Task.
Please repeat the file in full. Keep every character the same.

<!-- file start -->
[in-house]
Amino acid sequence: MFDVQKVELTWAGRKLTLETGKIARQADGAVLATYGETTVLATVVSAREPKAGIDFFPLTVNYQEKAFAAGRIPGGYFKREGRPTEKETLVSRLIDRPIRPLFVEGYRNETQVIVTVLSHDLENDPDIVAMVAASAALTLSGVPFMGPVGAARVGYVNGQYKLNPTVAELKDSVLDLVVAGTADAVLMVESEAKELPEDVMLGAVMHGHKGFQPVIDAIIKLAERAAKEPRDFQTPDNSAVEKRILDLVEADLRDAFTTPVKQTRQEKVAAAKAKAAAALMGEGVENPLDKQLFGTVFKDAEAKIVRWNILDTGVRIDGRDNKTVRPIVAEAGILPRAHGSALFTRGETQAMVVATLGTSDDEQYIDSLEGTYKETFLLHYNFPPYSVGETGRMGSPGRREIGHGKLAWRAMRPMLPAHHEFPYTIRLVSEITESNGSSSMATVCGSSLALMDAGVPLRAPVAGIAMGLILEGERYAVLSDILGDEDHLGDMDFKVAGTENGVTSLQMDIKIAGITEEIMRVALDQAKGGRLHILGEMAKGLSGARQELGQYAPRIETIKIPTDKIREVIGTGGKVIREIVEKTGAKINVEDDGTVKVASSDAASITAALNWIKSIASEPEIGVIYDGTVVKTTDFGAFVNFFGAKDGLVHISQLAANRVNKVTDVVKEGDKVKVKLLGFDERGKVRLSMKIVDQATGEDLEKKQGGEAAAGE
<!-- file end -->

[in-house]
Amino acid sequence: MFDVQKVELTWAGRKLTLETGKIARQADGAVLATYGETTVLATVVSAREPKAGIDFFPLTVNYQEKAFAAGRIPGGYFKREGRPTEKETLVSRLIDRPIRPLFVEGYRNETQVIVTVLSHDLENDPDIVAMVAASAALTLSGVPFMGPVGAARVGYVNGQYKLNPTVAELKDSVLDLVVAGTADAVLMVESEAKELPEDVMLGAVMHGHKGFQPVIDAIIKLAERAAKEPRDFQTPDNSAVEKRILDLVEADLRDAFTTPVKQTRQEKVAAAKAKAAAALMGEGVENPLDKQLFGTVFKDAEAKIVRWNILDTGVRIDGRDNKTVRPIVAEAGILPRAHGSALFTRGETQAMVVATLGTSDDEQYIDSLEGTYKETFLLHYNFPPYSVGETGRMGSPGRREIGHGKLAWRAMRPMLPAHHEFPYTIRLVSEITESNGSSSMATVCGSSLALMDAGVPLRAPVAGIAMGLILEGERYAVLSDILGDEDHLGDMDFKVAGTENGVTSLQMDIKIAGITEEIMRVALDQAKGGRLHILGEMAKGLSGARQELGQYAPRIETIKIPTDKIREVIGTGGKVIREIVEKTGAKINVEDDGTVKVASSDAASITAALNWIKSIASEPEIGVIYDGTVVKTTDFGAFVNFFGAKDGLVHISQLAANRVNKVTDVVKEGDKVKVKLLGFDERGKVRLSMKIVDQATGEDLEKKQGGEAAAGE